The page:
Last week, I gave an unfavorable review to "Extremely Loud and Incredibly Close," a film about grief; this week, "The Descendants" confirmed what a movie on that subject really ought to look like.
The Oscar-nominated film from director Alexander Payne ("Sideways") stars George Clooney as Matt King, a middle-aged Hawaiian father who must suddenly care for his two troubled daughters while his wife is in a coma.
He's also orchestrating the controversial sale of 25,000 pristine acres that's been in his family for years; and then he learns that his wife will probably die - and that she was cheating on him.
George Clooney, left, and Shailene Woodley are shown in a scene from “The Descendants.” The film was nominated Jan. 24 for an Oscar for best film. The Oscars will be presented Feb. 26 at the Kodak Theatre.
in Los Angeles, hosted by Billy Crystal and broadcast live on ABC.
"The Descendants" is a refreshingly sane and quiet little film: no gunfights, bomb blasts, chases or special effects - nothing you could even call "action"; yet it's utterly gripping from start to finish.
This is mostly because (unlike the overwrought "Loud & Close") all of its explosive situations are brilliantly real, recognizable, human, down to earth - and masterfully acted too.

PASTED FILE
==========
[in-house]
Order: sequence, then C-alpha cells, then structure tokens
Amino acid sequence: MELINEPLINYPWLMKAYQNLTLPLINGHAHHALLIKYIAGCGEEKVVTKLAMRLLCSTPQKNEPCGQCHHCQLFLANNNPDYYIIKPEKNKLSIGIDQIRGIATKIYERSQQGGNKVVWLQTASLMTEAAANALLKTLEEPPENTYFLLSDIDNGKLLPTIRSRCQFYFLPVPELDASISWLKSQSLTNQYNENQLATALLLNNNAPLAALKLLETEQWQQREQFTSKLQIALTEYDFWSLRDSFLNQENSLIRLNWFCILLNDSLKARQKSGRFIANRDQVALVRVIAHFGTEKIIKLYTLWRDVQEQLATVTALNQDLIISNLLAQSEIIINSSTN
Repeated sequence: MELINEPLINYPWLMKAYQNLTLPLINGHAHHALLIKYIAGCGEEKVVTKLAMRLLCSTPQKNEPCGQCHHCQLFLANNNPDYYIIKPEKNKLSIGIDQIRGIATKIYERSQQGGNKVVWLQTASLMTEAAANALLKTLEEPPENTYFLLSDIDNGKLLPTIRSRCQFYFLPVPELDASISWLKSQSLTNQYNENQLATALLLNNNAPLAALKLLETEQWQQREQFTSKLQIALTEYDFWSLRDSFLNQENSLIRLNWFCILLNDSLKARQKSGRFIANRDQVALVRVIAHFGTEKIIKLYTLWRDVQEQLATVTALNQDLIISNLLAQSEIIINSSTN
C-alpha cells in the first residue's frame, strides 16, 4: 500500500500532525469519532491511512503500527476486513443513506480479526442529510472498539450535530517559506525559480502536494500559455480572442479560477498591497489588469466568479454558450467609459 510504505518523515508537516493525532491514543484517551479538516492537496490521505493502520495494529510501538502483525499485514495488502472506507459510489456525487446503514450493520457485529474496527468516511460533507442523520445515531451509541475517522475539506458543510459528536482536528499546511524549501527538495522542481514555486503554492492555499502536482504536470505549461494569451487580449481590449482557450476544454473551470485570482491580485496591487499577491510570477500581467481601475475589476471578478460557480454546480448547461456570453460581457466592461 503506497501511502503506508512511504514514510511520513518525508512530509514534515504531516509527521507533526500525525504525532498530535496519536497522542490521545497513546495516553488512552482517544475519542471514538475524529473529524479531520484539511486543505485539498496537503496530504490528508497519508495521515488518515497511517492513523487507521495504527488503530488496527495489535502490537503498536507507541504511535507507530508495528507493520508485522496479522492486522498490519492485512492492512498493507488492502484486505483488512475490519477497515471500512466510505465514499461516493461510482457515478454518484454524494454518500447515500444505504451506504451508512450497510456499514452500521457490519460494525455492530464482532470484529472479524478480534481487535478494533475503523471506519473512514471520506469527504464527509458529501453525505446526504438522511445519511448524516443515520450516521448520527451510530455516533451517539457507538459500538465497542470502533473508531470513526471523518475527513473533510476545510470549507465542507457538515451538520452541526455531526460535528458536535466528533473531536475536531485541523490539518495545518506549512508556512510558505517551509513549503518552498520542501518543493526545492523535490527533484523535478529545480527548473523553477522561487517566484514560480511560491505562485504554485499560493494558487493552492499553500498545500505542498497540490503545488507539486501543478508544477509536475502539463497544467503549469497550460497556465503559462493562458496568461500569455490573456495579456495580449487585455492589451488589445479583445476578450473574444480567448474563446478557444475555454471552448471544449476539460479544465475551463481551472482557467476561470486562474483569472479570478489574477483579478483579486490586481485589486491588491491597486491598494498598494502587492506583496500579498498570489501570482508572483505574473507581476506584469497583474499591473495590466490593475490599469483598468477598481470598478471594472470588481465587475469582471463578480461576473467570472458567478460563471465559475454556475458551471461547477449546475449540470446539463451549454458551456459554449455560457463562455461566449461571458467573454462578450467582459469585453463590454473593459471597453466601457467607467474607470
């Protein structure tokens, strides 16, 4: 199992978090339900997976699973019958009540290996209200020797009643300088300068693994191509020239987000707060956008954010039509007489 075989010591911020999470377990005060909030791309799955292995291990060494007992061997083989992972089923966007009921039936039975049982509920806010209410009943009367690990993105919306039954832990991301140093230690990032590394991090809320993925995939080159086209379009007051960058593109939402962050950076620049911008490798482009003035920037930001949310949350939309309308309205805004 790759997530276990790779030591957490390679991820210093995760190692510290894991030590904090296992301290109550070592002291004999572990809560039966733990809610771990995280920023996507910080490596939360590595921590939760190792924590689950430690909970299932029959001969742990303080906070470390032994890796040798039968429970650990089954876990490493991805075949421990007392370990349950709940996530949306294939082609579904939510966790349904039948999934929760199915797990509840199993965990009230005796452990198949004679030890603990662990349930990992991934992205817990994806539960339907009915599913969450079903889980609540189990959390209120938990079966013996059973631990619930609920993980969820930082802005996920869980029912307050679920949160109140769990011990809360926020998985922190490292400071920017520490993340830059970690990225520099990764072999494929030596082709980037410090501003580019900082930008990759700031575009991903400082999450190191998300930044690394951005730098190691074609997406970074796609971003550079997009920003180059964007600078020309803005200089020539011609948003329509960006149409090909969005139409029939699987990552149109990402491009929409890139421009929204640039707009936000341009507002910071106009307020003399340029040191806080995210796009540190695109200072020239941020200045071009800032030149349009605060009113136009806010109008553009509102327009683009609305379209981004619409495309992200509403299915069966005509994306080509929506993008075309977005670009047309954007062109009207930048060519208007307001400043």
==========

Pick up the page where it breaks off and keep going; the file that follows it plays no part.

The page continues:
Clooney is excellent in several scenes - especially when grieving for his spouse's condition or venting over her treachery.
At other times, I couldn't make the connection between Matt's patient tenderness and his former workaholism - something that allegedly led him to deny time, money and affection to his family.
Clooney is ably supported by a host of terrific lesser-knowns: Shailene Woodley and Amara Miller as the daughters, Robert Forster as Matt's bull-headed father-in-law and Nick Krause as the older daughter's boyfriend - a character that somehow combines kindness, stupidity, sincerity, surfer-dude hipness . . . honestly, I can't even describe this unforgettable personage; you just have to see it for yourself.
Yet this is part of the movie's great strength. Though Sid at first seems like every parent's nightmare for a daughter's consort, he eventually emerges as a pretty nice guy - strong, protective, honest and faithful.
Here, as elsewhere, the screenplay never ignores the foibles and sins of its characters; yet it also never abandons compassion and humanity - always able to see people as fully realized individuals.
Remarkably, this even extends to the wife's lover, whom Matt tracks down and then treats with a forbearance that is not merely commendable but downright astonishing.
It's ironic that "The Descendants" succeeds so well where "Loud & Close" fell flat, because the latter film has more big-name actors, a larger tragedy (Sept. 11) and several portentous scenes and symbols. Plus, it often tries too hard - with the result that we rarely forget it's a movie, and thus it has little power to console the sadness in its storyline.
"Descendants," on the other hand, scarcely seems to be trying at all; Payne has a light touch, and he never preaches.
Yet as the film rolled toward its low-key conclusion, I felt like my view of the world had been fine-tuned, my humanity sharpened, my sanity restored.
And isn't that what great art is supposed to do?